6. Tree Squirrel

A mischievous tree squirrel. Image credit: Pixnio.com

There are over 100 species of tree squirrels on Earth, found in all the continents except Oceania and Antarctica. The species are so named because they are found in trees where they nest and harvest their food. Some of the tree squirrels are the fox squirrel, flying squirrel, pine squirrel, and gray squirrels. Most of these squirrels are active in the morning and evening, climbing up and down the tree. Tree squirrels feed on seeds, corns, fruits, berries, fungi, and bird egg. They may also eat insects, young snakes, and small animals.

5. Green tree python

A green tree python. Image credit: Wikimedia.org

Pythons are some of the largest snakes in the world. There are about 31 species of pythons, one of which is the green tree python commonly found in Indonesia, Papua New Guinea, and Queensland. This species of python is commonly found in bushes, rainforest, and shrubs, away from where people live. The snake spends most of its time on tree branches and only descend to the ground when it wants to move to another tree. It has a slender body and prehensile tail which it uses to grasp or hold objects including tree branches as it moves.

4. Opossum

An opossum on a tree branch. Image credit: Needpix.com

An opossum is a group of marsupials consisting of over 100 species. The species are endemic to the Americas but originated from South America. The most famous characteristics of the opossum are the habit of playing dead, especially in front of a predator and can stay in that position for hours. While playing dead, it emits some strange odor. The species build their nests on trees. They have prehensile tails that are used as extra arms while moving from branch to branch and to hang upside down

3. Sloth

Sloths spend most of their time clinging to trees. Image credit: Pexels.com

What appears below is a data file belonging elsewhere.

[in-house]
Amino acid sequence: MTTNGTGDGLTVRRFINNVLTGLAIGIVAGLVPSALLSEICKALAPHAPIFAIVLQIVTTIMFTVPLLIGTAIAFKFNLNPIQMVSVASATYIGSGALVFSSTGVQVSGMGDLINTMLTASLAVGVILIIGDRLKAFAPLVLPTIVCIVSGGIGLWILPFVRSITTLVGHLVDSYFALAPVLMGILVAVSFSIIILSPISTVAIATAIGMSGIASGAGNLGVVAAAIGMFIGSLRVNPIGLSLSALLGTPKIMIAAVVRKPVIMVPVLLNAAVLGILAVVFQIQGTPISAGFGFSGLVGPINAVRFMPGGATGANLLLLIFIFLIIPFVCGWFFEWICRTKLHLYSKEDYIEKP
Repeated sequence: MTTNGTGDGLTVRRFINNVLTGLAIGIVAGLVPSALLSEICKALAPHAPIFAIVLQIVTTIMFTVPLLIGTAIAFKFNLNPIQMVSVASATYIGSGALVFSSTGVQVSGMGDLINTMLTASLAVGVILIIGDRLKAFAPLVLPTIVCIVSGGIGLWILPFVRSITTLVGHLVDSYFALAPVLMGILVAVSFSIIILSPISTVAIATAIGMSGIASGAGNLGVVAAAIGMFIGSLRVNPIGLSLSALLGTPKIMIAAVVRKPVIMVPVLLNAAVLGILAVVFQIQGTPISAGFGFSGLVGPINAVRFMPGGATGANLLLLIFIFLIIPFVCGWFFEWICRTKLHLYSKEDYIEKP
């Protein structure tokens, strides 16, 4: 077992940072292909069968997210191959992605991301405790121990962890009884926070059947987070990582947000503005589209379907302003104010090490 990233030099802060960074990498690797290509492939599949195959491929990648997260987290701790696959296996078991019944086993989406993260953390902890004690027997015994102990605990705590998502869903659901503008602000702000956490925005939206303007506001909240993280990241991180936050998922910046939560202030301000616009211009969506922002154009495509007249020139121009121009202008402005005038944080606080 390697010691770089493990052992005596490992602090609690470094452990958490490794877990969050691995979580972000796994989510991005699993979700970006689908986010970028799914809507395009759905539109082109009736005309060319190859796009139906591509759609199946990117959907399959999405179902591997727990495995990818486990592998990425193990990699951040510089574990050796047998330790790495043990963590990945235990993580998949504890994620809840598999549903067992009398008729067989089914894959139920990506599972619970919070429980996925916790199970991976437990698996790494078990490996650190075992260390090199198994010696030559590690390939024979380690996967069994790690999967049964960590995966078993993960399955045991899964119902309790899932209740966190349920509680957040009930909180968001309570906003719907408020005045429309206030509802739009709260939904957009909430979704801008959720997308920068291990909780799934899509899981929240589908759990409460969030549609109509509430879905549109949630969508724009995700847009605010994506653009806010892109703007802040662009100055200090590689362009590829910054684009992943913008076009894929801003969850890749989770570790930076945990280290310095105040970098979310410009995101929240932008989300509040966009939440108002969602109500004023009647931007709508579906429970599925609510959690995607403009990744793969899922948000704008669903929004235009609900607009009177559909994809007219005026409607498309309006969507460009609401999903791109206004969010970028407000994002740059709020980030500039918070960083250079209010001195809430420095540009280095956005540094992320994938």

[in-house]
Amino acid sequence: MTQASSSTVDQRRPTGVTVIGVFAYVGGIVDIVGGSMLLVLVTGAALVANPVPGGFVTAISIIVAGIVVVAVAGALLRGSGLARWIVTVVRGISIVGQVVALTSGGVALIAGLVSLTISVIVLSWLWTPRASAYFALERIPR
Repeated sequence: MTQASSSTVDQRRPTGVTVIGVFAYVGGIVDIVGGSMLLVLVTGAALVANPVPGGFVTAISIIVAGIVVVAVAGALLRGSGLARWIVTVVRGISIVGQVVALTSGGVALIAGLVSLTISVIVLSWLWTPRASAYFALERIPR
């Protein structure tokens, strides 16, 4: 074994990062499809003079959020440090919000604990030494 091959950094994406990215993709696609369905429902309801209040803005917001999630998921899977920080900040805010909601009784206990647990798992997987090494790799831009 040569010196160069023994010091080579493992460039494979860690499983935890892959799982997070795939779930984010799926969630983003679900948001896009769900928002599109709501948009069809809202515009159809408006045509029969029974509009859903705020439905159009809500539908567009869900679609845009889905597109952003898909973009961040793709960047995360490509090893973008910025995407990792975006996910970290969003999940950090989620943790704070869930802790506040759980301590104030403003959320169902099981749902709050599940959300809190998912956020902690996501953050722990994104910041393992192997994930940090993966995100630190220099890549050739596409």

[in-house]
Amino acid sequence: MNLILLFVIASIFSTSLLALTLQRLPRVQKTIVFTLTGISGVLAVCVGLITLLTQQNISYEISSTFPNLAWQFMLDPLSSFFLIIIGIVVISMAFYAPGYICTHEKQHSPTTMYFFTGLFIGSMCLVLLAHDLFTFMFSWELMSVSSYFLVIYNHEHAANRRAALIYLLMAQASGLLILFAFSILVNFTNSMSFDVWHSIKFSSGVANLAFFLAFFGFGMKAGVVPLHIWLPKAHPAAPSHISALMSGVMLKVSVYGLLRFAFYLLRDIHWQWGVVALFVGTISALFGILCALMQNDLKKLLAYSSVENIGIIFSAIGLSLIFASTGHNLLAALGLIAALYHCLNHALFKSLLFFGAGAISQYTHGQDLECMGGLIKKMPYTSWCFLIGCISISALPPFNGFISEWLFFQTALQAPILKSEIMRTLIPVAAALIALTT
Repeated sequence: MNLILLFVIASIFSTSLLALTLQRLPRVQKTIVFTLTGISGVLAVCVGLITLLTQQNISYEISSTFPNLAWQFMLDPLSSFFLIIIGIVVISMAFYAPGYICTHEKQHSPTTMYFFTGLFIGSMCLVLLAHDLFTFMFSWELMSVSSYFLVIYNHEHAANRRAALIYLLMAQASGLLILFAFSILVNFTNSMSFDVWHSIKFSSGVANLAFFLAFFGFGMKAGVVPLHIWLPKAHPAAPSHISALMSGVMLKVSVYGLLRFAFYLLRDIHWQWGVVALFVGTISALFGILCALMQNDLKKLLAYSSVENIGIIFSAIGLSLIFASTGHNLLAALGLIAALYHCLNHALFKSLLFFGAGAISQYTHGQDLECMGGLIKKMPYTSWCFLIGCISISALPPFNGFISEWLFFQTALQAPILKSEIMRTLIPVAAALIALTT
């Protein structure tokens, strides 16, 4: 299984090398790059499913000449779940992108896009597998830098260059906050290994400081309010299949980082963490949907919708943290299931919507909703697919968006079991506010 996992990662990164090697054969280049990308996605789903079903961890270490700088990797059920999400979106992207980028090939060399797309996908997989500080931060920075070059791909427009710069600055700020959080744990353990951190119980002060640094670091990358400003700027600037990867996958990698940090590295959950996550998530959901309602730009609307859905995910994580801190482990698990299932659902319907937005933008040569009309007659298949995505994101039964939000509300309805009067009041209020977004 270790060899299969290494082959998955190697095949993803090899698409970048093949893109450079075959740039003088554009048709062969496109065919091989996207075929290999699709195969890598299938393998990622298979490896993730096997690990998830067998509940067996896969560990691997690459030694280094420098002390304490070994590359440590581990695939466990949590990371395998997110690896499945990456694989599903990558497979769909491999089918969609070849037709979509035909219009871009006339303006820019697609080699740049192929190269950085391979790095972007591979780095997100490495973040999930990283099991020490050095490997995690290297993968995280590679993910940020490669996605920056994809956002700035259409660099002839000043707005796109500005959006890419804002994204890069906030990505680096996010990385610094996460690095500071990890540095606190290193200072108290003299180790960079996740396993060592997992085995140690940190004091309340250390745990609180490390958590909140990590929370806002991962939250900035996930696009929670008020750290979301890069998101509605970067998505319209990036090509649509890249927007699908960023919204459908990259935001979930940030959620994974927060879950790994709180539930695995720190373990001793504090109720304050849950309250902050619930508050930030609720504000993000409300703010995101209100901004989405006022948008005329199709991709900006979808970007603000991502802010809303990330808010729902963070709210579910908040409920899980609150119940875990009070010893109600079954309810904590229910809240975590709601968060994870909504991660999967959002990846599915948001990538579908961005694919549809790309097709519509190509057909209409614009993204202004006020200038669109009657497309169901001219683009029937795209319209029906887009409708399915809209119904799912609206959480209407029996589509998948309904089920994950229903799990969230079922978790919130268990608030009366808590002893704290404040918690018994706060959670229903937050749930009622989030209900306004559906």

As the name suggests sloths are slow and lazy arboreal mammal so named because of their low rate of metabolism and movement. These species spend approximately 20 hours a day just sleeping. While sleeping, sloths hang upside down from tree branches. They have long feet and hands with curved claws which enable them to comfortably hang on tree branches. They also use their feet and hands to drag themselves on the ground. Sloths only get to the ground once in a week and are almost helpless on the ground but are excellent swimmers.

2. Orangutan

An orangutan with baby in Borneo. Image credit: Thomas Fuhrmann/Wikimedia.org

Orangutan is the largest arboreal mammal on Earth and also considered the most intelligent of all animals that live on trees. These primates are commonly found in forests in Sumatra and Borneo and spend their day jumping from one tree to the other. Orangutans build their nest at the top of the tree where their sleep and also raise their young ones. Their long arms, which can reach a length of 7 feet enable them to firmly grab tree branches as they swing from one tree to the other. They also have flexible limbs and their shoulder and hip joints allow them to a greater range of motion than other apes.

1. Emerald Tree Boa

An emerald tree boa. Image credit: Derek Ramsey/Wikimedia.org

Emerald tree boa is a boa species that inhabit the rainforests of South America. The species can grow to a length of 6 feet. It is named after the emerald green color pattern on the body. The emerald green color is interrupted by white zigzag stripes while the underpart is white. The emerald green boa spends much of its time on trees, coiled on branches. It feeds mainly on small mammals, birds, and lizards. It has an extremely slow metabolism compared to the ground species.